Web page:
Saturday, 15 September 2012

The River Tud: primary sources

Sept 15th 089

YOU know you’ve got this book-writing bug bad when it’s a sunny September Saturday and you’re really looking forward to searching for the source of the River Tud.

Sandwiched between the Wensum to the north and the Yare to the south, the Tud pretty much shadows the A47 east from Dereham, winding through places like Hockering, Honingham, Easton and Costessey before flowing into the Wensum at Hellesdon Mill.  (Strangely it runs between East Tuddenham and North Tuddenham without running through either, but that’s another story.) I make it just short of 15 miles from one end to the other.

Clearly all this should be well beyond the boundaries of a book called Riverside Norwich, but since virtually nothing is written about the Tud, I reckon it’s well worth a page of “biography”. That and the fact that I am enough of a river anorak to quite enjoy the thrill of the chase.

So where to start? Well the map shows the thin blue line running out at Spurn Farm on the southern fringes of Dereham. And the only way to find out more is to head west and knock on the farmhouse door.

It’s only recently that I’ve realised that this sort of thing scares the living daylights out of a lot of people. But I’m a newspaper journalist by trade and I love it. It reminds me of working on my first weekly up in the Yorkshire Dales. Go in with a smile on your face and you’ll always get a story, they told me. And they were pretty much right. These days - and with this book - I find proffering an Ordnance Survey map goes a long way too.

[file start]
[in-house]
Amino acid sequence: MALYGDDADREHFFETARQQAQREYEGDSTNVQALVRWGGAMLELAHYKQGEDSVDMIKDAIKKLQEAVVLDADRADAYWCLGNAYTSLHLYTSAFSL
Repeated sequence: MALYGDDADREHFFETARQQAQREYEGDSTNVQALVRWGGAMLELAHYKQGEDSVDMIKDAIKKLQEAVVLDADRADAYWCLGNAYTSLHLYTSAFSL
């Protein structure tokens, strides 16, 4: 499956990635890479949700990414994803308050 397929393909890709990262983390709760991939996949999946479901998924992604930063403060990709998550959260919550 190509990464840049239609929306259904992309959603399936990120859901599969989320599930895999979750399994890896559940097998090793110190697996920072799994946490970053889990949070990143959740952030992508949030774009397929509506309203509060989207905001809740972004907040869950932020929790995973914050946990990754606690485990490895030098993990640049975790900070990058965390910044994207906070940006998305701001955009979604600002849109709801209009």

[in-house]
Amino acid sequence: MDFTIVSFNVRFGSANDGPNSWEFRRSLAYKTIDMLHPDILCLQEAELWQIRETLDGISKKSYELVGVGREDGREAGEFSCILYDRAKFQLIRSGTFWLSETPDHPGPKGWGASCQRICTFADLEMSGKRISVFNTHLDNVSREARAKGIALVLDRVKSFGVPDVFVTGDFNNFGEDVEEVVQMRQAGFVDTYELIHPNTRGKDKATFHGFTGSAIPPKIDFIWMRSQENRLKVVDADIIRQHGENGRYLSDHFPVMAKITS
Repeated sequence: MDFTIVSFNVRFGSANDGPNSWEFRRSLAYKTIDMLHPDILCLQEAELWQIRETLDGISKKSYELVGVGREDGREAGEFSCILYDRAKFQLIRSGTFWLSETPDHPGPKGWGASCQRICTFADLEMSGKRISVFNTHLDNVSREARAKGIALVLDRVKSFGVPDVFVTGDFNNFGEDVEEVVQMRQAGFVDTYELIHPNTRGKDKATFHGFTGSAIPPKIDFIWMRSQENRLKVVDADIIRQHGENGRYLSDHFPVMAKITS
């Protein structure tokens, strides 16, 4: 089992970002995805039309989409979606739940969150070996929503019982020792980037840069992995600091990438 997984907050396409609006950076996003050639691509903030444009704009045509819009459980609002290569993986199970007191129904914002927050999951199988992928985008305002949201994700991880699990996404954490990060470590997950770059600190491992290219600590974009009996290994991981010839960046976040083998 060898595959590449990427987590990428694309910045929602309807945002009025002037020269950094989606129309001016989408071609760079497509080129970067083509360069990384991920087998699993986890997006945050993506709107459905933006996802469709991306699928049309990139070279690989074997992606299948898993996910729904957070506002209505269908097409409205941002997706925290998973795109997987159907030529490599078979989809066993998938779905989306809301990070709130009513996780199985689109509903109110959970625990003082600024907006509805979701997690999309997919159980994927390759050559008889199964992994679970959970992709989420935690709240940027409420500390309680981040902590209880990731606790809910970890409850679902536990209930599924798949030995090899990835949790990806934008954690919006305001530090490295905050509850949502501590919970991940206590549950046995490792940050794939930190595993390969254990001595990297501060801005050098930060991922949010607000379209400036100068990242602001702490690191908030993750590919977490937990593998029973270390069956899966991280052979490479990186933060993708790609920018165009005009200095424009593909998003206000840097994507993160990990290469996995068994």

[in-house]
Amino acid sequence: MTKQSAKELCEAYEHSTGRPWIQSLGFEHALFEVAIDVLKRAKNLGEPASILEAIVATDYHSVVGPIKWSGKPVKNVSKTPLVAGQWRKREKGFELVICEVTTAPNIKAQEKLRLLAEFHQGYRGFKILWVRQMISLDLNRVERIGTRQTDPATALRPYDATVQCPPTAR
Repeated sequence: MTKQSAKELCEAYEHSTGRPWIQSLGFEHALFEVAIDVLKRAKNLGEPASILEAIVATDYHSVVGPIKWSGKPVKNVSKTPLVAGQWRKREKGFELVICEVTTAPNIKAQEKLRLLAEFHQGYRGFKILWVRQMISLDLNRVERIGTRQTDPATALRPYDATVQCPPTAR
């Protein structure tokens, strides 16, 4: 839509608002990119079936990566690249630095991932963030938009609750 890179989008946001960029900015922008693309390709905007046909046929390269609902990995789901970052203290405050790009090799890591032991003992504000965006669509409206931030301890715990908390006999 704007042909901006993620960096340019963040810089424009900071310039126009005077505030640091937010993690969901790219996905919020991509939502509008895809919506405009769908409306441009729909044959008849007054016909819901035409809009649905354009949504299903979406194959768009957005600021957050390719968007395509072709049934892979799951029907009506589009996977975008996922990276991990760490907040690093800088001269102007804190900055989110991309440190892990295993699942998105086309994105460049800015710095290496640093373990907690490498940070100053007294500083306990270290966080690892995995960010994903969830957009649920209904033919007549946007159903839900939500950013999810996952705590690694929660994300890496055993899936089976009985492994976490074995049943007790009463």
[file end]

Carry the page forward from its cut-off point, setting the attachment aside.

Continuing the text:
Anyway I was greeted by two black labradors and retired farmer Sue Haney …who quickly assured me that yes, I was in the right place. She was kind enough to take me down to a modest enough channel of water, one end of which is known as “the little watering hole” (pictured). 

It’s not a spring, it’s not pretty, it’s not dramatic and Sue talks of other field drains coming in from other directions too. But yes her family, who have farmed here for three generations, see it as a (she was quite insistent on “a” not “the”) source of the River Tud.

But “a”,on a farm with a history going back at least 200 years, is plenty good enough for me. Another page gets written, another photo gets taken, another minor mystery is solved. So, on a summer Saturday, thanks very much Sue.

* More on the Tud from February 2011.


  1. Brilliant, something I've always told myself I'd go and look for when I had the spare time.
    I used to be a bit obsessed by the River Tud as a child after catching a Monster Chub from next to the M&N train bridge as a child.

    Good work,

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  3. Costessey Manor, on the River Tud, is said by Wikipedia to have been granted by William the Conqueror to his Breton cousin Count Alan Rufus in 1066 - must have been rather soon after Hastings! A pity the government knocked the historic building down in 1919.

    I wonder whether the river Tud's name is related to the two Tweed rivers in Scotland and in Leicestershire? In Breton the word Tud means "family, clan or people", and it's also the stem of the Welsh name Tewdwr, Tudur or Tudor.

    The Tweed river in Leicestershire is adjacent to Simon de Montfort Football Park. Aside from attempting to establish a sovereign elected parliament in England, and various other matters, Simon is famous for his descendants, which included Dukes of Brittany.

    My maternal grandmother Ellen May Tweed's family came from Cambridgeshire where they lived for many centuries, in towns such as Cheveley, Duxford, Ashley-cum-Silverley and Cambridge, but retained a strong Celtic identity. All those towns contained manors owned by Alan Rufus, so I'm naturally interested in any other connection.